Friday, May 20, 2011

Temporary Protected Status Extended for Haitians

The Obama administration recently announced that Haitians who received temporary protected immigration status (TPS) due to the massive earthquake striking their country last year will be allowed an additional year and a half to live and work in the United States.

Initially, TPS was available to all Haitians who continuously resided in the U.S. since the day of the earthquake: January 12, 2010. Under the new law, Haitians who have arrived as late as January 12, 2011 and have continuously resided in the U.S. may obtain TPS. The extension will not be granted to people who have been convicted of a felony or at least two misdemeanors and will expire on Jan. 22, 2013.

To this day approximately 48,000 Haitians living in the United States have secured temporary protected status since the earthquake, and an estimated 10,000 more would be eligible under the extension.

Guidelines from immigration services were issued last week and can be found at

Thursday, May 19, 2011

"Google, eBay, Intel and Yahoo! All Had Founders Who Were Born Overseas"

The NY Daily News reports that Mayor Bloomberg met with the world-wide winners and finalists of a program that allows them to launch their businesses in New York City. In addition to $15,000 to $20,000, the winners also receive free office space for six months.

Meeting these foreign born individuals, Mayor Bloomberg stated his desire for immigration restrictions to be removed so that it would be easier for immigrants to begin business and ventures in New York. He stated that "we must continue to attract the best, brightest, and hardest-working to make sure the next great company is founded here." Mayor Bloomberg went on to say: "Talented entrepreneurs from across the globe entered this competition with the goal of getting help to establish their ventures in the City. We want them and other budding business leaders from around the world to start their ventures here, and one of the most important things we need to make that a reality is immigration reform. Without sensible changes to immigration laws, we risk missing out on the next big thing. That would be a big loss for our City's economy or our country's future."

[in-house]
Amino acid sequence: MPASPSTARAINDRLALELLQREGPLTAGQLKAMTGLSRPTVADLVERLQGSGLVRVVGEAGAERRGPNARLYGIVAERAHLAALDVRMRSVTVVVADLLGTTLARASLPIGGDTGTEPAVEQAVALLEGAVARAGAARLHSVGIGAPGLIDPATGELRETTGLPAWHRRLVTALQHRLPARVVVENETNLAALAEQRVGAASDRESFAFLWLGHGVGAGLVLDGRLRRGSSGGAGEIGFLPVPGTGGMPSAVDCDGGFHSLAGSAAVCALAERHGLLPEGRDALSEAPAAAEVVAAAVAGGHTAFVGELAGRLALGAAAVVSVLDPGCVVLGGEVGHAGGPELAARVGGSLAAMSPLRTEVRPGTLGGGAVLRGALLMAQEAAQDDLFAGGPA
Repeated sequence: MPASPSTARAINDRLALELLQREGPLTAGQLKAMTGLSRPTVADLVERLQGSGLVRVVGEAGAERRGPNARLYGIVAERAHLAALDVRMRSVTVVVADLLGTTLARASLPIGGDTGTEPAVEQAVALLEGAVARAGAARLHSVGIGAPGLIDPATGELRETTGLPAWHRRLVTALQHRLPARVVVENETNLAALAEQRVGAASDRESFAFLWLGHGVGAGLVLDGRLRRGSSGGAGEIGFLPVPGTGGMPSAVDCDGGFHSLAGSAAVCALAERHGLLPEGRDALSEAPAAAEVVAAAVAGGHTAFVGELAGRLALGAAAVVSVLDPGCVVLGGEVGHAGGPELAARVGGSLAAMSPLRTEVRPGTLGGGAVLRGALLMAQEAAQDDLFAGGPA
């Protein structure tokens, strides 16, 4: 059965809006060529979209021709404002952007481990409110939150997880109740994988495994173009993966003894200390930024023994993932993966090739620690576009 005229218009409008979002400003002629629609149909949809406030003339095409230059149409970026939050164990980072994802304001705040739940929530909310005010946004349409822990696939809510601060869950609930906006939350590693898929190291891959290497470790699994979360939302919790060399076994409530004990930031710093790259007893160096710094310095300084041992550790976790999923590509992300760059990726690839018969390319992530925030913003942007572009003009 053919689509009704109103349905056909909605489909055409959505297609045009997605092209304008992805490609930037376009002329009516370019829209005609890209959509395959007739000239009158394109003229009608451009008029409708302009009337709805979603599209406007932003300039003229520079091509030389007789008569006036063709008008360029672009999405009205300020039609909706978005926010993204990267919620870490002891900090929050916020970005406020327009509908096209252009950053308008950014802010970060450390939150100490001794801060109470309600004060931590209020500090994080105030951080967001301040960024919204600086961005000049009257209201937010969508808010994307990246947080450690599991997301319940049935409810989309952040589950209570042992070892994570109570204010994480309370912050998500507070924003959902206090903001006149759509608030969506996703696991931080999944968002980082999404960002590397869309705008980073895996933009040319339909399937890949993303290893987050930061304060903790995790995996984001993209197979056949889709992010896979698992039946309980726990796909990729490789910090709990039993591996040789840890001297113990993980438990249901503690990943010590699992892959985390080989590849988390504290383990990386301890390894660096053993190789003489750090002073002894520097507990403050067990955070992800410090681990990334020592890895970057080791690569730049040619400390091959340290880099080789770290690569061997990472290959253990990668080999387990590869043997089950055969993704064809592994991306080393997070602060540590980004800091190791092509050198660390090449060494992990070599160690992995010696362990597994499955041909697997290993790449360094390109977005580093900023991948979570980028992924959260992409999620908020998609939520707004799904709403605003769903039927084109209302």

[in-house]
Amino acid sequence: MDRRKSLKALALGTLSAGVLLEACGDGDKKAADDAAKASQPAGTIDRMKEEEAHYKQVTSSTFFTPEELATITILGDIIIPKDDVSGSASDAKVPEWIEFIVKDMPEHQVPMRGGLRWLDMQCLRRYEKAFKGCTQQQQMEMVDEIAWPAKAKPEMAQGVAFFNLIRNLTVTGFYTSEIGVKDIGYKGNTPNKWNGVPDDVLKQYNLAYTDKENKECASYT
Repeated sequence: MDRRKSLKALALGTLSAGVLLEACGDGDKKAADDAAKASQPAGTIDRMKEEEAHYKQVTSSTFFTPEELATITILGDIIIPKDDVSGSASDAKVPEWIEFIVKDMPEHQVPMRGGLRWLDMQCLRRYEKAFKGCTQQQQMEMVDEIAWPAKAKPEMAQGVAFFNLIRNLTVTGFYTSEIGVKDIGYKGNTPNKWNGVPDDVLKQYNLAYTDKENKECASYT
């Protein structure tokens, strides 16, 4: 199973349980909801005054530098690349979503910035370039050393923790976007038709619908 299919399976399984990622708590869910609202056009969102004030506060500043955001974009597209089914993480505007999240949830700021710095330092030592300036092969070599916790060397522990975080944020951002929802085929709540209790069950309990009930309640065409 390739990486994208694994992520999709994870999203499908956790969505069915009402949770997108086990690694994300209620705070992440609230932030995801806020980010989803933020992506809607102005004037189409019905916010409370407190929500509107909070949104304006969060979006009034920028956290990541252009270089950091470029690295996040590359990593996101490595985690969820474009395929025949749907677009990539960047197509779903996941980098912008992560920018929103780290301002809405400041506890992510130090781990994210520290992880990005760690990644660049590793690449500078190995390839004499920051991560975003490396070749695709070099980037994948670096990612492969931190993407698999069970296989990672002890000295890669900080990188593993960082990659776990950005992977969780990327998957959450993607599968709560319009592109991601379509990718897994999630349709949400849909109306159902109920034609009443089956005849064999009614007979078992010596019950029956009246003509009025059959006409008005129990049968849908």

The six finalist teams were from leading business and engineering schools in India, Singapore, France, the Czech Republic and Canada. This week is also Immigrant Heritage Week, which was established by the mayor in 2004 in New York. During this week, Mayor Bloomberg’s offices are working with StoryCorps to collect and share immigrant stories of how they arrived to New York.

Monday, May 9, 2011

Obama Begins Push for Immigration Reform

Many activists blame President Obama for not making Immigration a priority in the nation. In fact, the Obama administration has deported a record number of undocumented immigrants, hitting a record 392,000 in the fiscal year of 2010. In hopes to change the anger communities feel towards his administration, Obama has made some recent moves to draw attention back to immigration reform.

The Wall Street Journal and numerous other outlets have reported that Obama has held private meetings to discuss immigration with political figures such as New York Mayor Michael Bloomberg, business leaders such as John Engler, president of the Business Roundtable; and religious leaders such as Leith Anderson, president of the National Association of Evangelicals.

Cecilia Muñoz, deputy assistant to the president and director of intergovernmental affairs in the White House, stated to the New York Times that Obama intends to start the immigration debate this year. In a town meeting last month, Obama stated that immigrants who are long-time residents but lack legal status “have to have some mechanism over time to get out of the shadows.”

It is clear that Obama has started to push for immigration legislation; however, many still have doubts regarding the President's sincerity and suspect his actions are solely for political reasons. Opposition is always anticipated where talks about immigration reform develop. During these times, advocates are encouraged to build support for proposals, especially for one expected from the President shortly.